NtMyb2 is a regulator of the tobacco retrotransposon Tto1 and the defense-related gene phenylalanine ammonia lyase (PAL), which are induced by various stress stimuli such as wounding or elicitor treatment. NtMyb2 is also induced by wounding or elicitor treatment and is regulated at the transcriptional level. In this study, mutational analysis of the promoter of NtMyb2 and gain-of-function analysis in vivo showed that the sequence AGATCCAA, named the AG-motif, is a cis-element sufficient to confer responsiveness to wounding and elicitor treatment. Furthermore, by using the south-western method, we cloned cDNAs encoding a GATA-type zinc finger protein, which can specifically bind to the AG-motif, named AG-motif binding Protein (AGP1). Domain analysis revealed that not only the GATA-type zinc finger region but also the downstream His2 motif of AGP1 is required for binding activity, showing that the AGP has a novel GATA-type zinc finger domain. AGP1 can activate expression from promoters containing the AG-motif in tobacco protoplasts, indicating that AGP1 is a positive regulator of NtMyb2. We also found that the AGP1 binding activity is highly enhanced by adenine methylation of the AG-motif by bacterial dam methylase.
Plants have many Myb-related genes, whose DNA binding domains are related to that of the mammalian proto-oncogene c-Myb (Majello et al., 1986). Plant Myb-related genes are classified into three groups depending on the number of Myb repeats. Among them, the R2R3-type Myb subgroup, which has the R2 and R3 Myb repeats, forms the largest family in plants. Plant R2R3-type Myb genes regulate various processes (reviewed by Martin and Paz-Ares, 1997; Strack et al., 2001). For example, maize P and C1, and Antirrhinum majus Myb305 regulate the pigmentation of seed aleurone and petal, respectively. Tobacco Myb1, barley GA-Myb, and rice JA-Myb are thought to be involved in responses to salicylic acid, gibberellin, and jasmonic acid, respectively (Gubler et al., 1995; Lee et al., 2001; Yang and Klessig, 1996).
The R2R3-type Myb protein NtMyb2 mediates positive regulation of the tobacco retrotransposon Tto1 and the phenylalanine ammonia lyase (PAL) gene in response to wounding and elicitor treatment (Sugimoto et al., 2000). PAL is a key enzyme of secondary metabolism involved in defense against pathogens. NtMyb2 binds to the 13-bp motif/box L of the Tto1 LTR and PAL promoters and activates transcription of the genes. NtMyb2 activity is itself regulated at the transcriptional level; NtMyb2 mRNA, NtMyb2 protein, and NtMyb2 binding activity are all induced by wounding and elicitor treatment, and overexpression of NtMyb2 in transgenic tobacco induced the constitutive expression of Tto1 and the PAL gene in the absence of wounding or elicitor stimuli. Induction of NtMyb2 expression upon wounding is not inhibited by the protein synthesis inhibitor cycloheximide. Furthermore, NtMyb2 is induced by treatment with okadaic acid, which is known to be an inhibitor of protein phosphatase and an activator of protein kinases negatively regulated by phosphatase 1 and 2A in plants (Raz and Fluhr, 1993). These observations suggested that positive regulator(s) of NtMyb2 might not require de novo protein synthesis and might be activated via phosphorylation by a protein kinase.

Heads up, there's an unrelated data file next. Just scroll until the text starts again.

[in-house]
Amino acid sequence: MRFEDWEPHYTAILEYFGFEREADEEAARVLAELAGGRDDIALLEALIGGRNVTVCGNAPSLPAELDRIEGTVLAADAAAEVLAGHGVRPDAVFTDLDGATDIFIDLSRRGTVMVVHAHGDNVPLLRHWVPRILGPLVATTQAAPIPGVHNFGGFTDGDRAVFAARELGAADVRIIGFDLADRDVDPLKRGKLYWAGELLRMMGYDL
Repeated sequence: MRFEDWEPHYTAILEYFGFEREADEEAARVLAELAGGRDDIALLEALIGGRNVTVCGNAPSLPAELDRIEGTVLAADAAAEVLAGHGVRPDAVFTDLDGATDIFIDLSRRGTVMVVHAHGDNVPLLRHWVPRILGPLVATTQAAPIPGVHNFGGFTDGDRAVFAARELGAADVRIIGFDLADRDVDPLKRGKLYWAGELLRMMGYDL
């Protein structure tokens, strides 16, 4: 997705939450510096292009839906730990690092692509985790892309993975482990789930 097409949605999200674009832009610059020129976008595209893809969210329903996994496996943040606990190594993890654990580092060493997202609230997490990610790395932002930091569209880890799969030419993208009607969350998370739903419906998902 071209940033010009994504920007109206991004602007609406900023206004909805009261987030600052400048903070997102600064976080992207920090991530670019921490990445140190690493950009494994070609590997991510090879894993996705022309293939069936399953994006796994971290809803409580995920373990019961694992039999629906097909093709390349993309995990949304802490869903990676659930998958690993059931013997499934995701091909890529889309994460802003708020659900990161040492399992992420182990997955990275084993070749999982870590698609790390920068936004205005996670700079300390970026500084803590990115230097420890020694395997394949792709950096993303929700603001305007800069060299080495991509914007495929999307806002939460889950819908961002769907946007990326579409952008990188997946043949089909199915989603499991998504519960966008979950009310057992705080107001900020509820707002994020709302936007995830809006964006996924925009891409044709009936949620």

As the activity of NtMyb2 is regulated at the transcriptional level in response to wounding and elicitors, we analyzed the promoter of NtMyb2 to elucidate the signal transduction pathways involved. In this study, we identified a cis-element, named the AG-motif, that is sufficient to confer increased transcription in response to these stimuli. Furthermore, we cloned a cDNA encoding an AG-motif binding Protein (AGP), whose DNA binding domain resembles a GATA-type zinc finger structure and which works as a positive regulator in tobacco protoplasts. Interestingly, AGP binding activity was enhanced by adenine methylation of the target DNA, which may provide us a molecular basis for the finding that gene expression is affected by adenine methylation in plants (Higo and Higo, 1996; Rogers and Rogers, 1995; Torres et al., 1993).
The AG-motif in the NtMyb2 promoter is a functional cis-regulatory element in tobacco protoplasts